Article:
Why call it The Lossless Leader? An engineering leader is someone who inspires their team, communicates well, grows their people to become leaders themselves, removes blockers or painful aspects of their team’s day-to-day, delivers on product requests and so much more. In tech, lossless compression is a technique that does not lose any data in the compression process; it reduces the size of files without losing any information in the file so quality is maintained.
Combining the two: Leaders aren’t perfect. Sometimes they manage to not “lose any data” in the process of leading their organization, and other times it may seem like they’re losing it altogether. We’re naming this column The Lossless Leader because we all admire those leaders who strive to stay true to who they are and the people they serve (their team). They admit fault when necessary, learn from their mistakes, sometimes flourish in difficult situations — all while not losing themself along the way.
“I work within a fairly large organization and I report directly to an executive director who manages a handful of engineering managers and staff engineers. My problem: My boss clearly favors my peers.
I’m fairly competent, do my work, go out of my way (sometimes) to help out, however I have this constant feeling that my boss just doesn’t like me. Is this career limiting?”
The ‘90s gifted us some of the best music. Some would say Nirvana, others would say the Foo Fighters, I would say Ace of Base — in particular their track “The Sign.” Please listen to this song as you read this post. Thank you!
Well, well, well. Finally my time has come, to admit … that I have been the “favorite one” at a few points in my career. I’ve also been the not-so-favorite one. Being on both ends of the spectrum does give me a perspective that could lend itself to be somewhat helpful in answering this really good, and really relatable question.
First off, it’s not helpful to have this narrative in your head. It’s a perception you have; the action you take based on this perception is what really matters. Even if it’s true that your manager doesn’t like you, it’s not an empowering mindset. Get rid of it. When you find you’re thinking about your manager, shift your thoughts to those individuals who do support you.
Second, you didn’t mention if you were a manager or individual contributor. If you’re a manager, this could be career limiting for your folks, as you may have more difficulty than your peers with regard to promoting individuals on your team. From experience being the “favorite” one, I can certainly say it was easier to get my engineers promoted. And not only that, but it was also easier to get additional headcount to grow the team, to get projects that are more interesting, etc. It’s always easier when your manager likes you.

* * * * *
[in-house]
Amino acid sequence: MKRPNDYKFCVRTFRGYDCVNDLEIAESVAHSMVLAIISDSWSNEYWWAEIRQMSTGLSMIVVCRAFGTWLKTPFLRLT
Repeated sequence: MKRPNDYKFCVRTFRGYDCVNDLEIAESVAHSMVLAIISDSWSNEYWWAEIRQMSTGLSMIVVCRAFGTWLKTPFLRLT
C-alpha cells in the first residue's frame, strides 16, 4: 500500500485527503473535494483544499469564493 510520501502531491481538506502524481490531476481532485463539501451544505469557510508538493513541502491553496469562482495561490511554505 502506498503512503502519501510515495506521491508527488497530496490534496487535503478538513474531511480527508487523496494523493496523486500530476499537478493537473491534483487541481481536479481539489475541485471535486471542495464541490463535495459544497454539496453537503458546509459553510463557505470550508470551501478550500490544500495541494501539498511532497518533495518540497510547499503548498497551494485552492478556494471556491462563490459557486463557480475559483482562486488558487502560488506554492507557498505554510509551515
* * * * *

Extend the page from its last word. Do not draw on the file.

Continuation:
Regardless if you’re a manager or individual contributor, to say this bluntly: It’s not ideal that you have this sentiment. There’s that old saying, sometimes the best idea doesn’t win but rather, the best relationship. This is so true, especially in a big organization as you described. There’s bias everywhere. Even when we think we’re not biasing our decisions, we probably are. For instance, sometimes we reach out to someone to ask their opinion because we had a prior connection. That connection could be as simple as having the same sense of humor or liking the same music. It’s human nature, and it takes a lot of work to not fall into these traps as a people leader.
That being said, you have three options:
- Stay and try to win your manager over.
- Stay and do the best you can without trying to win over your manager.
- Leave at some point.
Now, my goal isn’t to persuade you one way or another, but rather give some perspective.
In your question you specifically asked if this is career limiting — well, if your goal is to climb the corporate tech ladder, and if your manager truly isn’t a fan of yours, then it will be harder to get to the next level. I regret to inform you of this reality: Getting promoted is hard, and having a manager who supports you surely makes it easier. Growth doesn’t happen on it’s own, you also need a little help from your manager, peers, etc.
If you decide to leave, don’t rush it. Be picky. Take your time, especially if you, for the most part, enjoy the job.
If you decide to stay then, seriously, remove that narrative as I suggested earlier. Focus on the good; focus on doing things that will make your resume even more relevant to your next employer. Focus on building relationships with other individuals. Focus on taking action that will help you feel more fulfilled in your job.
One tactic I’ve used when I’ve had a similar sentiment is that I formed relationships with those that my manager did favor. Building those connections led to interesting projects; interesting opportunities that I may have been overlooked for initially, which I assume is one of your concerns. This is something everyone should do: build a network of humans who inspire you, who you also inspire, who will say your name in meetings you’re not in, who you also want to see grow (because supporting others to reach their goals is also fairly fulfilling).
If you decide to stay and try to win your manager over, think about things they care about. Ask them in your 1:1s what’s something they wish they didn’t need to do and if you can help. Or ask them what’s a difficult decision they made recently. The best relationships at work are those where both parties can empathize with each other. People are complicated, and some people are harder to read. Try having (more) empathy for them? You may see them from a different lens once you do.
As the Ace of Base asked in their track, “Where do you belong?” Maybe in this organization, or maybe not.
Knowledge is power!
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